To date, this is the worst sentence I've heard Eliot utter. I had just asked him how his day at school was, knowing he's been struggling a lot lately.
"I don't like myself anymore. My brain doesn't work like everyone else's. I want to be normal. I'm frustrated all day. I can't make my brain focus."
I almost had to pull the car over.
This self-expression is a trophy of the last 2 years with a language pathologist. And while I was so crazy proud of how well he explained his feelings, I was crushed. There was frustration and a lack of the big picture, there was no grace, only failure.
So after a couple years of testing every accommodation, every intervention, every thing we could think of between ourselves and the teachers, we made the appointment with the doctor. As a teacher, I hated watching my students struggle but watching them on ADD meds was sometimes even worse. Unless the dosage and medicine are the exact right fit, I'd seen a lot of negative effects.
This was our last resort. But after hearing him say that, I picked my heart up off the ground and told him we'd try something new.
Fast forward to yesterday. Dez and I pull Eliot from school right before lunch and zip off west for our appointment. We were there for a sweet forever as the doctor and I went over a bazillion questions. (In all honestly, it probably didn't take that long, but the two boys were creating the loudest circus possible in the room and I realized too late that I should have fed them before the appointment. And gotten a babysitter for Dez. And snuck a box of wine in my bag. And possibly a taser.) The inevitable "No Family Medical History" bright red flag showed up and the doctor voiced her concerns over starting a medicine that can affect heart rates with no knowledge of whether or not that should be a concern. We agreed an EKG gathering base line stats would be our best option.
So instead of taking my anxious 7 year old and overly-tired 2 year old back home (did I mention nap time was several hours ago?), we booked an appointment at the hospital. The office worker asked if I minded waiting 20 or so minutes for the insurance to be cleared and I asked her if she minded me taking my boys to lunch instead. I see your helpfulness and raise you an I'm-getting-them-out-of-here-ASAP.
I let (forced) the boys play at the Chick-fil-a play area while I ate in peace, waiting for the call with the green light from insurance. And by peace I mean, the "What ifs" pulled up a seat at the table. What if the EKG reveals something serious? What if the medicine hurts my son? What if this is the wrong decision? What if my hesitations have been a mother's intuition and I should cling to those?
Once the insurance call came I gathered their leftovers including their unopened chocolate milks and headed to the car. Only once I got them settled (amidst tears of over-tiredness and thirst), I couldn't get their milks open. Like, at all. Sealed tight, not budging. Like the JFK files were hidden inside. The more I struggled, the more they grew impatient.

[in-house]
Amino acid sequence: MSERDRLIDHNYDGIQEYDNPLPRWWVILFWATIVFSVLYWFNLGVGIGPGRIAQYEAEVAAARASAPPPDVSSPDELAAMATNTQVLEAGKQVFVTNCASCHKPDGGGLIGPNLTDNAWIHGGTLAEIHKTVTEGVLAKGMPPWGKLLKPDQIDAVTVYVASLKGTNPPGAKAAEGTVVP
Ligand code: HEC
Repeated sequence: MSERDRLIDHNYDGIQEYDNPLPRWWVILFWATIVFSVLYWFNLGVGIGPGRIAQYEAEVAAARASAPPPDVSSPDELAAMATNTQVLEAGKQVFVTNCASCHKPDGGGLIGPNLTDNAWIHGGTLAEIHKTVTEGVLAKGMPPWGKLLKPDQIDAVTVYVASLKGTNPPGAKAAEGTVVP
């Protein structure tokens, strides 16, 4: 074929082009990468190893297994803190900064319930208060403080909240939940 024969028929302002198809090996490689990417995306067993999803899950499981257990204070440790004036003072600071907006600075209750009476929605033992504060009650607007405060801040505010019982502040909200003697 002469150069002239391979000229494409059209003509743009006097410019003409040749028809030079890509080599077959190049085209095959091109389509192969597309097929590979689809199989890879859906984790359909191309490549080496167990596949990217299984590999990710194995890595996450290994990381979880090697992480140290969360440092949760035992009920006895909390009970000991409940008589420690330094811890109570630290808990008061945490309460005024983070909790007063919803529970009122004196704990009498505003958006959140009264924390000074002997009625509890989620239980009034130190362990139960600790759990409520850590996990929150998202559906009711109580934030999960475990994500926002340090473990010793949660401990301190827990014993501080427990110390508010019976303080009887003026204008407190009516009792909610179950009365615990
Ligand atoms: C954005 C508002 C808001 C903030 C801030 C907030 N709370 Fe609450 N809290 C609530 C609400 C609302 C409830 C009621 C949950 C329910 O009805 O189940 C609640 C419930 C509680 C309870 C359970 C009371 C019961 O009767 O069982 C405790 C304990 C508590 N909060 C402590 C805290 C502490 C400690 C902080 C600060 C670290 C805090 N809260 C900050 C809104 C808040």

I thought, "This is it. This is how moms lose it in parking lots, the security camera footage making it onto the local news. They're so preoccupied with worry about some medical thing that chocolate milk becomes their undoing. They've pushed their kids too hard for one day and it's showing and the only solution to everything being okay is getting this chocolate milk open."
Overwhelmed with defeat, I got into the drivers seat asking the boys to please be patient. I tried a couple more times and nothing. The boys were practically dehydrating in front of me.
And then a car pulled up next to me. A young couple got out. I slowly rolled down the window and in desperation said, "Excuse me? This may sound REALLY odd but I can't get my kids' milk open and they're losing it and I'm about to. Would you mind trying for me?"
Please. With all my heart I wished you could have seen her face.
She, of course, was able to open them both. She might as well have given me her kidney for as thankful as I was. I jumped out of the car to give Dez's to him and as I grabbed his door handle, it moved. This might have happened again.
Not sure how, but we safely arrived at the cardiologist in one piece. The sweet nurse attached the wires to Eliot and he was so brave.
Medical questions aside, get to his heart. No matter what the test reads, if he reacts to this frustration by not wanting to be himself anymore, I've got to get to his heart. Even if he was just caught up in the moment when he said that, it's fruit of deeper things. He's my absolute treasure and being his mom has been nothing but life changing. What I view as a hiccup, he views as a dead end. Something is broken and it's our job to help him fix it. I could have just said, "Oh honey, don't say that!" which is what I wanted to say. I didn't want to have heard that, I wanted to turn on his favorite music or take him to the park to play, hoping those external things would take it away. But I've got to get to his heart. He let me in to his internal struggle and I'm taking that seriously. When he forgets who he is, or whose he is, it's our job to restore that, our job to clear up the fog.
I know there will be frustrations along the way, but I also know that "The way we speak to our children becomes their inner voice." I'm thankful for the opportunities to correct wrong perspectives so early on already and don't take that responsibility lightly.
Parenting is by far the hardest thing I've ever done but I thank God every day that He allowed me and trusted me to be this kids' mom.